Razer Launches New Core X External Graphics Enclosure, Adds Mac Support to Razer Core Lineup

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Razer today announced the launch of its latest external graphics enclosure, the Core X, and alongside the debut of the new accessory, the company is also adding Mac support to its enclosure lineup.

Both the new Core X and the existing Core V2 external graphics enclosure are now compatible with all Macs that offer support for Thunderbolt 3, including the MacBook Pro, iMac, and iMac Pro.


The Razer Core X, which also works with Windows machines, has been designed based on customer feedback Razer received after releasing the Core V2. Users wanted a wider external graphics enclosure able to fit larger 3 slot PCIe graphics cards, which the Core X delivers along with better cooling capabilities.


Razer designed the Core X to be future proof with the aforementioned larger enclosure and a 650W power supply that offers enough power to support all graphics cards on the market today and those coming in the future. While this is larger than the Core V2, Razer still designed it with desktop use in mind, so it's relatively slim and compact.


For those unfamiliar with Razer's Core series, the enclosures are designed to add additional graphics power to a Mac or a PC for tasks like gaming and system intensive workflows. With an external graphics enclosure, a machine not normally capable of handling GPU-intensive tasks can be hooked up to a powerful GPU. You will, of course, need to purchase a GPU alongside the Razer Core accessories - these are just enclosures.


To use the Razer Core X with a Mac, the machine must be running macOS 10.13.4 or later, and the Razer Core X needs to be equipped with an AMD Radeon card. It is not compatible with NVIDIA cards when used with a Mac at this time.

Pairing the Core X to a Mac is as simple as plugging the accessory into the Thunderbolt port on a compatible machine, with no restarting or fussing with settings needed. 100W passthrough charging is supported, so even the 15-inch MacBook Pro can charge when plugged into the Core X.

Razer designed the Core X to be more affordable than the slimmer V2 enclosure, and it is priced at $299. It can be purchased directly from the Razer Store starting today. Razer is also continuing to sell the Core V2 for $499.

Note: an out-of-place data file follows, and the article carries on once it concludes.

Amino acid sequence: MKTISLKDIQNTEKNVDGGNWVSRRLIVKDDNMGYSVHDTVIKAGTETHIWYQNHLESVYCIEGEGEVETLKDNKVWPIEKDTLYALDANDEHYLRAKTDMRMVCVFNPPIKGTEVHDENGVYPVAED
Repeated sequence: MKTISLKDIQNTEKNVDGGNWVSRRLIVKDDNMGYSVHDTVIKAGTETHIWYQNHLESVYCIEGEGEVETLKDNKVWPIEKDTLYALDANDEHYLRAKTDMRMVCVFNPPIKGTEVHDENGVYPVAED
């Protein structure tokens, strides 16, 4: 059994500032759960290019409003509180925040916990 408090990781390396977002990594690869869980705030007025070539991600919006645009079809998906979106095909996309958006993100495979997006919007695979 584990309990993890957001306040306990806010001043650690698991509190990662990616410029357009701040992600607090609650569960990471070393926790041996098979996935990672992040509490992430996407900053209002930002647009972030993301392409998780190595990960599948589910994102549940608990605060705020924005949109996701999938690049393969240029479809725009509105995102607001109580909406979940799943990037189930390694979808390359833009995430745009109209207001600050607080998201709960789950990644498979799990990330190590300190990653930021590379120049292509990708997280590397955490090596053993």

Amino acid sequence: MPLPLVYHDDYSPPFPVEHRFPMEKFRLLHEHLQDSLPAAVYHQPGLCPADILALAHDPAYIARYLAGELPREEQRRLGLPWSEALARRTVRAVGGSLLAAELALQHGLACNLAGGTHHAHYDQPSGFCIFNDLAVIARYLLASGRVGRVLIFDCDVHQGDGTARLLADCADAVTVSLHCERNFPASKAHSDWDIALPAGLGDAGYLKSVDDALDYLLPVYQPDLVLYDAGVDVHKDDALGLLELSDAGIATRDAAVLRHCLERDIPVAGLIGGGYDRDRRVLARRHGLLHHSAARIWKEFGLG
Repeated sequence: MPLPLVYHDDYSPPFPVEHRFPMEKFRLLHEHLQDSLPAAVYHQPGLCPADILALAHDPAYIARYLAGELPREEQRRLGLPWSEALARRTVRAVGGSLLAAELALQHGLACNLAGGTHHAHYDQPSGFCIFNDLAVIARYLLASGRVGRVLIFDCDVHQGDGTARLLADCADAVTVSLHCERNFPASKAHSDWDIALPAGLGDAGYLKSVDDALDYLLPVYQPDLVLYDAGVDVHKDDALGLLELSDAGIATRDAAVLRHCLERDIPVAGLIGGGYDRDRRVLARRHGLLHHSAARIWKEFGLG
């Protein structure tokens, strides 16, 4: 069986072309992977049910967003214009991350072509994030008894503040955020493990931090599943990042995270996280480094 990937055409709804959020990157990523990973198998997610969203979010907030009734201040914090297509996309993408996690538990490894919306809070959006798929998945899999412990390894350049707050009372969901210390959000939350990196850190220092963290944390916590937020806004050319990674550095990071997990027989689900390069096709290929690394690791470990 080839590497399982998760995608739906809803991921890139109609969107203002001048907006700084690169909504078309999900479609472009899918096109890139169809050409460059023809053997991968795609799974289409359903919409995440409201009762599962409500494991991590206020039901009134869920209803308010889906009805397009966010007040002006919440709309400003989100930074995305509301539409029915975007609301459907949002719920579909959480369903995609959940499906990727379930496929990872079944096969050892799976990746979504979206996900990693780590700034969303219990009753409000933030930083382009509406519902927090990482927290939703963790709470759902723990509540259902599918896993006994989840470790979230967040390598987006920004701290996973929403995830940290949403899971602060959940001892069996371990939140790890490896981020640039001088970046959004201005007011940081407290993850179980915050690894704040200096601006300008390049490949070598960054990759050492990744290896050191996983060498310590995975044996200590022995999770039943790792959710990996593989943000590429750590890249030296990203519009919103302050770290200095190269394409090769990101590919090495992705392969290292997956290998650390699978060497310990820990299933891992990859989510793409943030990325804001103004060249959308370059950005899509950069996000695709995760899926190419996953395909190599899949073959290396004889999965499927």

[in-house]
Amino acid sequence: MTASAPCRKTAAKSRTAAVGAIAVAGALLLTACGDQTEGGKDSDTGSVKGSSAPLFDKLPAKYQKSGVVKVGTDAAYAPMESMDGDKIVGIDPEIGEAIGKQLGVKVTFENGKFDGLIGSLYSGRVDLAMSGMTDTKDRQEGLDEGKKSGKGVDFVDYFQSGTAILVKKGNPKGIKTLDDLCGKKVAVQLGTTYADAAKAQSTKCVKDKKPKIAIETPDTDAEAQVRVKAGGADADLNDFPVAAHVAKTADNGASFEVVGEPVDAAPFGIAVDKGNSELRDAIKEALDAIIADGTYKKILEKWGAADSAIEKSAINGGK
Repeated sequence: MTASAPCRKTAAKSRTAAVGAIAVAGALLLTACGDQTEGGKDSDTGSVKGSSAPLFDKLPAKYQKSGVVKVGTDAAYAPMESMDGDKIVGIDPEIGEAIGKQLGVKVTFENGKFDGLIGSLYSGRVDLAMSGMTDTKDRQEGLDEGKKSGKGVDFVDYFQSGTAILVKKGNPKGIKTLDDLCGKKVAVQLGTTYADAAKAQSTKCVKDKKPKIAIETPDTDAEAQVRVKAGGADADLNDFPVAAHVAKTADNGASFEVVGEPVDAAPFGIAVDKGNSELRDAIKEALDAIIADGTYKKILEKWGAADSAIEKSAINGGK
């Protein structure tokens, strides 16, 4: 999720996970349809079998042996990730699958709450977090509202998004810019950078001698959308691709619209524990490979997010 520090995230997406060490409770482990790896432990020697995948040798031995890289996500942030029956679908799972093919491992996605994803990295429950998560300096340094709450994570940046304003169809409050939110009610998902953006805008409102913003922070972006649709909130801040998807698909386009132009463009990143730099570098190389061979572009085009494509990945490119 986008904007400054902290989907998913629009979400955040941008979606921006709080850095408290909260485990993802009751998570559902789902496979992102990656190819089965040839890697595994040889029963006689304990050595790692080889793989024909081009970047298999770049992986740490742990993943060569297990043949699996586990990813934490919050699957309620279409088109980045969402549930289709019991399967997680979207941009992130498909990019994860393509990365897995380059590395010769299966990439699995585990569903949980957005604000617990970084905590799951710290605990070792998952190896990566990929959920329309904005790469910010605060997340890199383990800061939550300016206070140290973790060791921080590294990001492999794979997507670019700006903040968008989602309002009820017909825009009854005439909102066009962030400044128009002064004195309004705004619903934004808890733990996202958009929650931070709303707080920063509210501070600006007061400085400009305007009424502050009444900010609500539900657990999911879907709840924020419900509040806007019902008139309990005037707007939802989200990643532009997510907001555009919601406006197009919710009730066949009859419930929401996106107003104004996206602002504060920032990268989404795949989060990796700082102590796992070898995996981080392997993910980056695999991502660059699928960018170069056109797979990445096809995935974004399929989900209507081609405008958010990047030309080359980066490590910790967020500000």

Tag: Razer

Top Rated Comments

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28 months ago
Wow. It looks good and it’s cheaper!
Score: 8 Votes (Like | Disagree)
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28 months ago
i find it strangely amusing that every aspect of the PC industry has shrunk unbelively small, but the GPU still holds the line.

At this rate we’ll be sliding Mac mini’s into a 2019 Mac Pro GPU enclosure, like slices of bread into a toaster.
Score: 6 Votes (Like | Disagree)
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28 months ago
Good to see a lower price and both Windows and Mac support. I’m hoping eGPU support continues to improve as its a really useful feature.
Score: 6 Votes (Like | Disagree)
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28 months ago
Good looking piece of kit. At $300 it's still a dubious value proposition- unless you're comparison shopping against higher-spec versions of the same lineup from Apple (i.e. base-model MBP vs high end MBP). In that light, you might conceivably get away with (much) more GPU power for less cash, even with the expense of this box.

Pity that TB2 models are left in the dust, but such is the way of things.
Score: 4 Votes (Like | Disagree)
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28 months ago

I need a Thunderbolt 2 version so I can bypass the unstable D300 cards in my 2013 Mac Pro. The D300s have the same fault as the D500 and D700s that Apple are replacing, but Apple won't admit it and fix them.

Maybe the dust in the years... anyway any eGPU is hardware compatible just need Thunderbolt 2-3 Apple adapter. Sadly there is not support in lastest macOS version, but there is an hack for this: https://egpu.io/forums/mac-setup/script-fr34ks-macos-egpu-sh-one-script-all-solutions-fully-automated/
Score: 3 Votes (Like | Disagree)
Avatar
28 months ago
I need a Thunderbolt 2 version so I can bypass the unstable D300 cards in my 2013 Mac Pro. The D300s have the same fault as the D500 and D700s that Apple are replacing, but Apple won't admit it and fix them.
Score: 3 Votes (Like | Disagree)

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